092400 Ravi & Anoushka Shankar, Toronto, ON

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September 24th, 2000 marks the first time I saw the great Ravi Shankar (1920-2012).  I saw this as a rare chance to attend a performance by the sitar master, a man who has been known to sell tickets a full three years before the show date, and a man revered by one of the world’s most populous nations (and Beatlemaniacs alike), many of which would be quick to snap up any and all available tickets when a Ravi show came to town.

By this time I was well versed in obtaining tickets, using an atomic clock to signal onsale times, using computer and phone simultaneously, and I was not yet above arriving at the box office as early as 5am.  Whatever method I used I had a ticket to this show and I was excited.

It’s not like I walk around humming Ravi Shankar tunes or anything, but from the first time I heard a raga I was hooked on the timeless, buzzy sound of the sitar, tablas, and tamboura.  The music sounded so new and so old to me at the same time and for a while I listened to every raga I could get my hands on incessantly.  Which, of course, exposed me to my fair share of Ravi Shankar.

For this show Ravi was joined by his daughter Anoushka, a pretty talented sitar plucker herself.  (Ravi also has another well-known female offspring in the form of Norah Jones, mothered by one of Shankar’s many concubines and as such generally ignored by her father – of course she was nowhere in sight on this night.)  It was a droning overtone fiesta, a feast of atonal bends and slides pushed on by millions of finger-tapped woomps and slaps from the tablas.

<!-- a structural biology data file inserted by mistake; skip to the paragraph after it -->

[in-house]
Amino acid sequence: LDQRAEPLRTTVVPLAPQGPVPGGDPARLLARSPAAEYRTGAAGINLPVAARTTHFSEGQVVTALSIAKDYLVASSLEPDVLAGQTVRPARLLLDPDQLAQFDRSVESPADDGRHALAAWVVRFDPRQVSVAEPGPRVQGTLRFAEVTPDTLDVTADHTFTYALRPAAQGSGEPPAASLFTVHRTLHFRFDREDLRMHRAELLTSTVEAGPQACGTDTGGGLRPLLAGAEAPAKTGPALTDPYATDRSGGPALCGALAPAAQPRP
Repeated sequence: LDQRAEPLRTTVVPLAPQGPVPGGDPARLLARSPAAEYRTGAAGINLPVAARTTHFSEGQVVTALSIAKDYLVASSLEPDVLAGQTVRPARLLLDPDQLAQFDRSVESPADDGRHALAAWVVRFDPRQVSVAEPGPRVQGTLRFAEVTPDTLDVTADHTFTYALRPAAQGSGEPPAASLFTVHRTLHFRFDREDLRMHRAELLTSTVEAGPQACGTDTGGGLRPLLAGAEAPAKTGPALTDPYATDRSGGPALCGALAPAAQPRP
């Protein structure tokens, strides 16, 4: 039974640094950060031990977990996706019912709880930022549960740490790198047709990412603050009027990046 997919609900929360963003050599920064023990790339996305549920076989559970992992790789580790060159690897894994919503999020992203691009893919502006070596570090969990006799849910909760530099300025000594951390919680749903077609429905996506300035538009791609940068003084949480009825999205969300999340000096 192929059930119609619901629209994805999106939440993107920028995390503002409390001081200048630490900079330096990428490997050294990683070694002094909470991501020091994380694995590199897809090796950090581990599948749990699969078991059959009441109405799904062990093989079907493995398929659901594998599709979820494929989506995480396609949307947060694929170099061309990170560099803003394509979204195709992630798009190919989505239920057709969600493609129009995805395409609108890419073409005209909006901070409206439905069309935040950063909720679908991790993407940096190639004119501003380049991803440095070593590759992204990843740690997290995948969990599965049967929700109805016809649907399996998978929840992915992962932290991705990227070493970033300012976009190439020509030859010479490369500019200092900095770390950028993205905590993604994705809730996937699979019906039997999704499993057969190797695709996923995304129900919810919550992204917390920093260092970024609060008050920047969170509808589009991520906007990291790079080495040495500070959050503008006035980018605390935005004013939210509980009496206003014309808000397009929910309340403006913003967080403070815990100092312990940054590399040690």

My eyes were closed half the time as I swept myself to Indian mountains and vistas I’ve never seen.  When I opened my eyes I was pleased to see the Indian audience members tapping along with the complex rhythms, as the crowds that attend ragas are expected by the musicians to understand the intricacies of the music and keep time with a series of palm-up/palm-down quiet hand claps.  It’s so very civilized, and lends much credence to the skills of the musicians.

When my eyes finally opened for good at the end of the night my ears were full.  They had absorbed slow melismatic notes that lasted for long, drawn out minutes and flurries of a thousand sounds at a time at the hands of two (count ‘em, two) seriously good sitar players.  I walked out of the theatre quietly and serenely, having experienced a spa day for the senses.

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